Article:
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    ABSTRACT: Abnormal placentation is a potential mechanism to explain the increased incidence of low birthweight observed after IVF. This study evaluates, in a mouse model, whether the method of conception and embryo transfer affect placentation and fetal development. IVF blastocysts (CF1 x B6D2F1/J) were cultured in Whitten's medium (IVF(WM), n = 55) or K modified simplex optimized medium with amino acids (IVF(KAA), n = 56). Embryos were transferred to the uteri of pseudo-pregnant recipients. Two control groups were created: unmanipulated embryos produced by natural mating (in vivo group, n = 64) and embryos produced by natural mating that were flushed from uterus and immediately transferred to pseudo-pregnant recipients (flushed blastocysts, FB group, n = 57). At gestation age 12.5 days, implantation sites were collected and fixed; fetuses and placentas were weighed and their developmental stage (DS) evaluated. Placental areas and vascular volume fractions were calculated; parametric statistics were applied as appropriate. IVF fetuses showed a modest but significant delay in development compared with FB mice (P < 0.05). In addition, IVF conceptuses were consistently smaller than FB (P < 0.05). Importantly, these differences persisted when analyzing fetuses of similar DS. The placenta/fetus ratio was larger in the IVF group (IVF(WM) 0.95; IVF(KAA) = 0.90) than the FB group (0.72) (P < 0.05 for all comparisons). Gross morphology of the placenta and ratio labyrinth/fetal area were equivalent in the IVF and FB groups, as were percentage of fetal blood vessels, maternal blood spaces and trophoblastic components. In vitro embryo culture affects fetal and placental development; this could explain the lower birthweight in IVF offspring.
    Full-text · Article · Aug 2010 · Human Reproduction
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    • "Potential IVF/ICSI associated adverse pregnancy outcomes that have been reported in previous studies include multiple births, birth defects, low birth weight, preterm birth, fetal growth restriction, maternal complications, and neonatal morbidity [5– 18]. However, except for multiple births, studies on the associations of IVF/ICSI with other adverse pregnancy outcomes have so far yielded inconsistent results [5] [6] [7] [8] [9] [10] [11] [12] [13] [14] [15] [16] [17] [18]. Differences in study population and methodology are the main reasons for the inconsistent findings. "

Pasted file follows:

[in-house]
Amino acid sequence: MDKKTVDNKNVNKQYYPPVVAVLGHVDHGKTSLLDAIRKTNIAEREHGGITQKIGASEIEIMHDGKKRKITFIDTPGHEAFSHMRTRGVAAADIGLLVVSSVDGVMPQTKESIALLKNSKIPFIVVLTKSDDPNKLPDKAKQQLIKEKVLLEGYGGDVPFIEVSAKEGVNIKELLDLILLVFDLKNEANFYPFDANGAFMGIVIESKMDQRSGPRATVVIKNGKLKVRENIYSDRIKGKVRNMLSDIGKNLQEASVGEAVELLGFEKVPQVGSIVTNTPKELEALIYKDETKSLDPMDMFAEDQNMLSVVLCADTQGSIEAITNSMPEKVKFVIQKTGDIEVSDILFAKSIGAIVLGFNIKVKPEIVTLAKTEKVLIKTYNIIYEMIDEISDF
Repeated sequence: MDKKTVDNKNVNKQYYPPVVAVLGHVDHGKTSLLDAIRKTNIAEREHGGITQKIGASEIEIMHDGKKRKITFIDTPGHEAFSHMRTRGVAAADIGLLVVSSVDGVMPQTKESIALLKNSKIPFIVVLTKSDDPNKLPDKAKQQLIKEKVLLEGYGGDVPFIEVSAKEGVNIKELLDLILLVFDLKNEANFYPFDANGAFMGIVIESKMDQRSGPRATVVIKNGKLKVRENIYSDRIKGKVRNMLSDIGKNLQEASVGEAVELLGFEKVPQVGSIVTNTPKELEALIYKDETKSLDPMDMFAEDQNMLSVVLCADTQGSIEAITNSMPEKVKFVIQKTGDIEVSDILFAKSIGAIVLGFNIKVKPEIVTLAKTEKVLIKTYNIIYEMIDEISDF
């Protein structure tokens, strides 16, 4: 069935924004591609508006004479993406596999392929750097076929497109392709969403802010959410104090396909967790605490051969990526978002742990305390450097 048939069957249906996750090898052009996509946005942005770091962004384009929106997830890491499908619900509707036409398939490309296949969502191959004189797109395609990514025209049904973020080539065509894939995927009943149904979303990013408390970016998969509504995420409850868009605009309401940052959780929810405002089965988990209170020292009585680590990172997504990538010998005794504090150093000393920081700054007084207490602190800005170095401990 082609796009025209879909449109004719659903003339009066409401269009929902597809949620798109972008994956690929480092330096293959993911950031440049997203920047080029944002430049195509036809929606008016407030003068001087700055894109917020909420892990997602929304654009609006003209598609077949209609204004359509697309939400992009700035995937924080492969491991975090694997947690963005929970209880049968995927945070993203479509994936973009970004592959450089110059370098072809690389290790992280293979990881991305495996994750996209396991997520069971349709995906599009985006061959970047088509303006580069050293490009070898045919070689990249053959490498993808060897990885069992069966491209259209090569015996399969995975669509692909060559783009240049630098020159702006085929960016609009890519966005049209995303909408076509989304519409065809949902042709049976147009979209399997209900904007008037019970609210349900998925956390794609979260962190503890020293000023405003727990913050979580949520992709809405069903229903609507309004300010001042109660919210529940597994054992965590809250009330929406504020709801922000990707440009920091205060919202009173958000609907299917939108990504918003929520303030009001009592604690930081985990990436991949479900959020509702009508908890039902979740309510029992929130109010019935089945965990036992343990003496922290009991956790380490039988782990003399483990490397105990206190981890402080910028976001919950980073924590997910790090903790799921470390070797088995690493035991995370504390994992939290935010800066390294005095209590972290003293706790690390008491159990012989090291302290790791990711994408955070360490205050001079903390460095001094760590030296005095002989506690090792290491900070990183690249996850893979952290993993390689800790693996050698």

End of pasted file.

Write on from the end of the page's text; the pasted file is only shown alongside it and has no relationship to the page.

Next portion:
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    ABSTRACT: To assess the association between in vitro fertilization (IVF) with or without intracytoplasmic sperm injection (ICSI) and adverse birth outcomes. Retrospective cohort study involved IVF/ICSI patients who were treated in the Ottawa Fertility Centre from 1996 to 2005 with a viable pregnancy (>20 weeks of gestation) and mothers who conceived naturally. Eleven of the 1044 infants conceived with IVF/ICSI (1.1%) and 7 of the 1910 naturally conceived infants (0.4%) had congenital heart defects (P<0.01). Five of the 138 infants (3.6%) born to mothers with a body mass index>30 and conceived by IVF/ICSI had congenital heart defects, compared with none in the 240 infants born to mothers with a body mass index>30 and conceived naturally (P<0.01). Infants conceived with use of IVF/ICSI have three times as high a risk of a congenital heart defect as naturally conceived infants.
    Full-text · Article · Mar 2010 · European journal of obstetrics, gynecology, and reproductive biology